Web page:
The thing that makes it difficult is I have a hard time letting go of things, even when it’s time to let go. If I’m used to things going bad, I hold onto that sentiment, which keeps me from taking risks over really good things. When I am invested in a project or a community or a person, letting things fade when I’ve done all I can do is the last thing I want, but that keeps me from finding other things to pour into that will bear fruit and grow.
I’ve spent a long time working to keep up this lifestyle of comfort, a lifestyle that God doesn’t want for me, because guess what: He doesn’t want anyone to stagnate and die within their souls. He wants us to flourish. Even with the noblest of intentions, it has nearly ruined me to stay in the same set of circumstances, no matter how comfortable, no matter how low-risk. It has been laborious to cling to the notion that I’m okay with that. I’m not.
I’m not okay with giving up on the record.
I’m not okay with fruitless ministry.
I’m not okay with my current career path.
I’m not okay with using the excuse of “protecting my heart” to justify not pursuing anyone.
I’m not okay with any of this.
It takes meticulous work to keep this up. That means that in order to move forward with my life, I need to rest. I need to rest from thinking that I’m not going to be held up the Spirit of God. I need to rest from thinking that if any of the things I’m drawn to is not really what my Father has in mind, He will not redirect my paths, because He will. He will pull me from where I don’t need to be, help me learn from that place, and set me on the right road.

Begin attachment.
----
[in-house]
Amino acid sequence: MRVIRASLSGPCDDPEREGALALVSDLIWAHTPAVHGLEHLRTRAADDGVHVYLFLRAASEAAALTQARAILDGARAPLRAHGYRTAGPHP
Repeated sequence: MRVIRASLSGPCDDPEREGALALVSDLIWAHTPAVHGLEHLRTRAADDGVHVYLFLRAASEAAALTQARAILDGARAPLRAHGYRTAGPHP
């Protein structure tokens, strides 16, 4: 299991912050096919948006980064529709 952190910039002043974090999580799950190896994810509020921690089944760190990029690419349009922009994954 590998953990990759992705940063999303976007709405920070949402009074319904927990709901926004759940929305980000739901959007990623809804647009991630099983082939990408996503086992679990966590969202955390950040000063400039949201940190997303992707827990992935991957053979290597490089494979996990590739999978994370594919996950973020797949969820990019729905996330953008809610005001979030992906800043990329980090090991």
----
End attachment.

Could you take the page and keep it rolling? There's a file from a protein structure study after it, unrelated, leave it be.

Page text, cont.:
And guess what.
All of this, whether it works out or not, will be uncomfortable.
I need to rest from personal comfort to embrace the fullness of the life that my Father has laid before me.
I need to rest from using my past experiences as a template for how well or badly things will go. Why? Because I don’t know that things will or won’t work out. But I know that my Father will not let me go, even when I do start to sink. I know what it’s like to stand, but I also know what it’s like to sink. It puts your heart into chaos to not know whether or not you’re going to drown in your circumstances.
A heart in disarray can’t rest, but a heart in the hands of the sovereign one will rest.
Rest began for me in that parking lot. In the waiting for traffic to move. In the near-silence. In the shutting-out of distractions. I had the hotel for one more night, but I’d rather have just gone home. I don’t like to be idle. I’d rather have made the journey and been productive the next day. Back to the grind. God didn’t want that for me, though. He wanted me to take the night, stop my life, and just rest in everything He was opening up for me, rather than continue to resist it, even unwittingly, for safety’s sake.
So I stayed in Atlanta, went straight to the hotel, and just shut down. Barely touched my phone. Didn’t really think about much. Didn’t really text anyone, call anyone. Went to bed hours before normal. I don’t remember how long I slept, but for the first time in a long time, it was restful sleep. Why? Because I knew I was in the right hands, on the right trajectory, for the right reasons, for the first time in my life. I’ve always questioned everything about my life, and it’s been paralyzing. But now I have this assurance that if I just step out, I will be okay. Even if I start to sink, I am held up by His hand.
Either way, if all I have is what I’m losing here, I’d rather die in love than live in fear.